With her works, Mirga-Tas takes up the culture and history of the Roma.
The material comes from second-hand clothes of her friends and relatives.
What role do the second-hand fabrics play in your portrayals?
The materials used in my tapestries are from my friends and relatives’ clothes. These fabrics add another emotional level to the pictures, an extra dynamic – precisely because they’re already used, they had a life before the picture. It’s also more environmentally sustainable. We don’t need new fabric.
The sewing process is a meaningful, artisanal, collective work where we women are together, talk a lot and exchange ideas.
Besides your work, the Pavilion catalogue includes some poems by an uncle of yours and a singer from Czarna Góra. How do languages figure in your work?
Romani is my mother tongue: I dream in Romani. I’m also a Polish citizen. So I feel Romani and Polish. But Polish is my second language.
The poems add even more magic and spirituality to the pavilion. The titles of my pictures are always in Romani too. I want to preserve this heritage. Besides, it’s a beautiful language. And I can talk in Romani in any country, just about anywhere in the world. Sure, there are different dialects, but we all understand each other.
You’ve given the Roma community its very own “fresco palace” at the Biennale Pavilion. Roma are the biggest ethnic minority in Europe. And yet they’re marginalized and discriminated against in most European countries. What can art do about the exclusion of minorities?
Art can connect instead of dividing people. It promotes dialogue. It can also influence people. The fact that a Romni is designing a national pavilion at the Biennale goes to show that other Romani artists can make it too.
When the European Roma Institute for Arts and Culture opened in Berlin in 2017, it was the first time we’d ever had a base where we can find support and further develop. Our art was previously sidelined, excluded from the mainstream discourse.
Many friends of mine from other ethnic minorities share in my happiness about the pavilion, seeing it as an opportunity for themselves, too.
This pavilion is an important step towards finally speaking with our own voice as a community. People are always talking about us and speaking on our behalf, mostly without us. Non-Romani artists sometimes show our community from their point of view, without realizing they’re stigmatizing us yet again – even though they think they’re supporting us.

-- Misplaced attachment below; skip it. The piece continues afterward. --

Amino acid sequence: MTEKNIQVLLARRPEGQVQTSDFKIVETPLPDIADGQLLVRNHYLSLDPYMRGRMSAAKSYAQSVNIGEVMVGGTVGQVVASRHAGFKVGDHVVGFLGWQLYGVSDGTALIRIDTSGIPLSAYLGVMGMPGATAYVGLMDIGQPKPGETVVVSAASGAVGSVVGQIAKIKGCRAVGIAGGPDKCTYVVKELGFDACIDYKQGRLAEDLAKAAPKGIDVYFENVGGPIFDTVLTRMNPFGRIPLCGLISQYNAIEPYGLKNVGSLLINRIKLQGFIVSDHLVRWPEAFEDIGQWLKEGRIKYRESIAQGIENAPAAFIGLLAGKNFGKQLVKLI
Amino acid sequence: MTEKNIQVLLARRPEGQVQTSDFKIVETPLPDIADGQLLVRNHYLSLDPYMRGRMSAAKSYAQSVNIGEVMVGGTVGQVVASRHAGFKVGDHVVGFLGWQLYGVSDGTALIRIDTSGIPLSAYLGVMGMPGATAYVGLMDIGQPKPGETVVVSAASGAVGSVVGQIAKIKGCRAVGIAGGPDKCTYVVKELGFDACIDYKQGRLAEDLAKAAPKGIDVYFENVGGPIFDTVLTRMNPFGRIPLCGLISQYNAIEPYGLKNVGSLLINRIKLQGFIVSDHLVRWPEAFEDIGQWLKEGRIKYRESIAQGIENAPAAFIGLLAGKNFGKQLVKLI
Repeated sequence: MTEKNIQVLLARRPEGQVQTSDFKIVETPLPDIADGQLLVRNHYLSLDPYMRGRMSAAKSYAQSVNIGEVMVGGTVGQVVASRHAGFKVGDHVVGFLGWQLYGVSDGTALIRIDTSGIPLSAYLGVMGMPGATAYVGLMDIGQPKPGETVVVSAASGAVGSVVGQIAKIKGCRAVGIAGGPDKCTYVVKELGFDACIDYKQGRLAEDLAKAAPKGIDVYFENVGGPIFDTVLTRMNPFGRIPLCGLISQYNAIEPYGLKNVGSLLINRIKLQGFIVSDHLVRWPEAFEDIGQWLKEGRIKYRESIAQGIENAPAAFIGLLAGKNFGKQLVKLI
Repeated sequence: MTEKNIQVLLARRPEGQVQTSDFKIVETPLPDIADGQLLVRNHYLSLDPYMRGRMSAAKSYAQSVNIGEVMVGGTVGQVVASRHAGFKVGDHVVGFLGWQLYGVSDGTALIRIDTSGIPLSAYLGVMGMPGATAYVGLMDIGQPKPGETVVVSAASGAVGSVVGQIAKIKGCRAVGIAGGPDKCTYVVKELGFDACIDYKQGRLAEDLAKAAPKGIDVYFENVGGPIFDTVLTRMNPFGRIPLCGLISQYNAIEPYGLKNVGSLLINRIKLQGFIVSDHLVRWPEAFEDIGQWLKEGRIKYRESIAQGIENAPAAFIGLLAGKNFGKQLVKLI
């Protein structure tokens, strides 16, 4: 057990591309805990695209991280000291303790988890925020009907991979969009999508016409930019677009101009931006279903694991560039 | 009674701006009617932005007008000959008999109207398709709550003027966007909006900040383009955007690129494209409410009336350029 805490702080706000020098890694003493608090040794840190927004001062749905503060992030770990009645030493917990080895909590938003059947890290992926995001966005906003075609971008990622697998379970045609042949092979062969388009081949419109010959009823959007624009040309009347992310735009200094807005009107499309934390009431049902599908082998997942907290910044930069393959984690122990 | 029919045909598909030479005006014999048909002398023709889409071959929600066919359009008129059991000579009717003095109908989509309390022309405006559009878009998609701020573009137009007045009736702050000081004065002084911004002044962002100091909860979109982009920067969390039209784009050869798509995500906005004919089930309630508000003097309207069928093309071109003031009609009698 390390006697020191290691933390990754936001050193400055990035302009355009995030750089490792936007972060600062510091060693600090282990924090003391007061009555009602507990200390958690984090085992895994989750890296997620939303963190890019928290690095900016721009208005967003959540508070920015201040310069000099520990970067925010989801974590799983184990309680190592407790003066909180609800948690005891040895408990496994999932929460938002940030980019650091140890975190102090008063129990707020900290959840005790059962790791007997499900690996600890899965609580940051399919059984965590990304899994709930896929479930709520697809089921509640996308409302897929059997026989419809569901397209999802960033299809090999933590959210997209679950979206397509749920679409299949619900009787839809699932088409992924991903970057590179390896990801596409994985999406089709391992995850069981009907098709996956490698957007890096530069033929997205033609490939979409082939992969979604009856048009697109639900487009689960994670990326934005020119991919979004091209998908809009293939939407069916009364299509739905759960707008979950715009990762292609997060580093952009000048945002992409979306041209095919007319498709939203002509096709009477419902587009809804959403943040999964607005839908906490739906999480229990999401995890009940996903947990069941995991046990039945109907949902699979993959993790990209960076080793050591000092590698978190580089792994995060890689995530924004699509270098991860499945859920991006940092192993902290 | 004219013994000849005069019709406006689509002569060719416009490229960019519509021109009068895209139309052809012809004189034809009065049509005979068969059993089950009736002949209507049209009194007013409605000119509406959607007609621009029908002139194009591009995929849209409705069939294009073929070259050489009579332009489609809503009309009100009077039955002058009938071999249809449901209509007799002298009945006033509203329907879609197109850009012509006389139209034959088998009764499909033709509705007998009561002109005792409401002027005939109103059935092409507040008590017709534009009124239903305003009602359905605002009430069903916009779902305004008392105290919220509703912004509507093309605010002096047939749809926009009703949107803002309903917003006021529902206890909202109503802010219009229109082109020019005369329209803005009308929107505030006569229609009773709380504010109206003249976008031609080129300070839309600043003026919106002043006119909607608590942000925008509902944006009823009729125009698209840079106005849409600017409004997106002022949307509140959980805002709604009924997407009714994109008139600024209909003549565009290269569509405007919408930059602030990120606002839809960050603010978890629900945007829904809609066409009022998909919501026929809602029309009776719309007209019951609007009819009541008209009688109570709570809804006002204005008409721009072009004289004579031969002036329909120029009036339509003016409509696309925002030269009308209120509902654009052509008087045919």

But now we get to tell our own story. And that’s the most important thing: the right to speak for yourself.
In the online tour of the pavilion, your curators say, “The Roma community tie Europe together.” What does that mean?
Yes, we Roma live in every country in Europe, but could do without the separate states. Historically speaking, we’re a very pacifistic people. Whenever a war broke out, we’d leave so as not to have to fight. But sometimes we were forced to, for example in Romania. With our pacifism, we are an example of how to coexist peacefully in Europe.
What also ties us together is that we know how to fight for our rights and visibility across national borders.
Recently, there’ve been reports about Roma groups that fled Ukraine when the Russians invaded but were not as openly welcomed in neighbouring Western countries as other Ukrainians were.
This is really a matter of concern: no one wants to help the Roma from Ukraine, they’re second-class refugees. Romani activists and helpers had to get organized fast because the state agencies were overwhelmed. The arts scene also got involved. So I see this connection between art and activism there, too: I hope my art can do something about this negative image and unfair treatment.
After all, we all want to feel like worthy human beings!
This interview was conducted by Peggy Lohse.